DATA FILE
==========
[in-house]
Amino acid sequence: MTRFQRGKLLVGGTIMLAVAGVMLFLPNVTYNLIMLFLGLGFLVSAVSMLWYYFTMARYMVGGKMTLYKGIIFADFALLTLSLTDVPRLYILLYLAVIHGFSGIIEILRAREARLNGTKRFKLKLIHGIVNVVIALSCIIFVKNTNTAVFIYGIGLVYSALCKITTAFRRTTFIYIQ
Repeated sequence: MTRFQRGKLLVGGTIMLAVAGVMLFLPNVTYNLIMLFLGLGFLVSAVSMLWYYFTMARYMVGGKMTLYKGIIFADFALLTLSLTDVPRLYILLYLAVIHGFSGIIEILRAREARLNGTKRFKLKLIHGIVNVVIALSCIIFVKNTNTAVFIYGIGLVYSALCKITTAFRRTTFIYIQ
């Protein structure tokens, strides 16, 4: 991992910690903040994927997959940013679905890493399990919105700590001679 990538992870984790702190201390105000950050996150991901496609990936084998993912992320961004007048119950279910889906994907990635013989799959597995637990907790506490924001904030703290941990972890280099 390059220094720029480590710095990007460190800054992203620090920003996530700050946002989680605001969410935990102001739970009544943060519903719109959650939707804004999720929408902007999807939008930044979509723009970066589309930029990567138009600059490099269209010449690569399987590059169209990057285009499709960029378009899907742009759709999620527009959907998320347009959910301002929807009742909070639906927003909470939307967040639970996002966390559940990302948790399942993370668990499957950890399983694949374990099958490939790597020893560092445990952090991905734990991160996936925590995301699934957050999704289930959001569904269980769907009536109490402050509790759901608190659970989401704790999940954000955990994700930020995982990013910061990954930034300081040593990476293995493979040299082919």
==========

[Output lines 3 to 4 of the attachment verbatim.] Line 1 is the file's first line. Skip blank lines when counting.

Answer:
Repeated sequence: MTRFQRGKLLVGGTIMLAVAGVMLFLPNVTYNLIMLFLGLGFLVSAVSMLWYYFTMARYMVGGKMTLYKGIIFADFALLTLSLTDVPRLYILLYLAVIHGFSGIIEILRAREARLNGTKRFKLKLIHGIVNVVIALSCIIFVKNTNTAVFIYGIGLVYSALCKITTAFRRTTFIYIQ
């Protein structure tokens, strides 16, 4: 991992910690903040994927997959940013679905890493399990919105700590001679 990538992870984790702190201390105000950050996150991901496609990936084998993912992320961004007048119950279910889906994907990635013989799959597995637990907790506490924001904030703290941990972890280099 390059220094720029480590710095990007460190800054992203620090920003996530700050946002989680605001969410935990102001739970009544943060519903719109959650939707804004999720929408902007999807939008930044979509723009970066589309930029990567138009600059490099269209010449690569399987590059169209990057285009499709960029378009899907742009759709999620527009959907998320347009959910301002929807009742909070639906927003909470939307967040639970996002966390559940990302948790399942993370668990499957950890399983694949374990099958490939790597020893560092445990952090991905734990991160996936925590995301699934957050999704289930959001569904269980769907009536109490402050509790759901608190659970989401704790999940954000955990994700930020995982990013910061990954930034300081040593990476293995493979040299082919």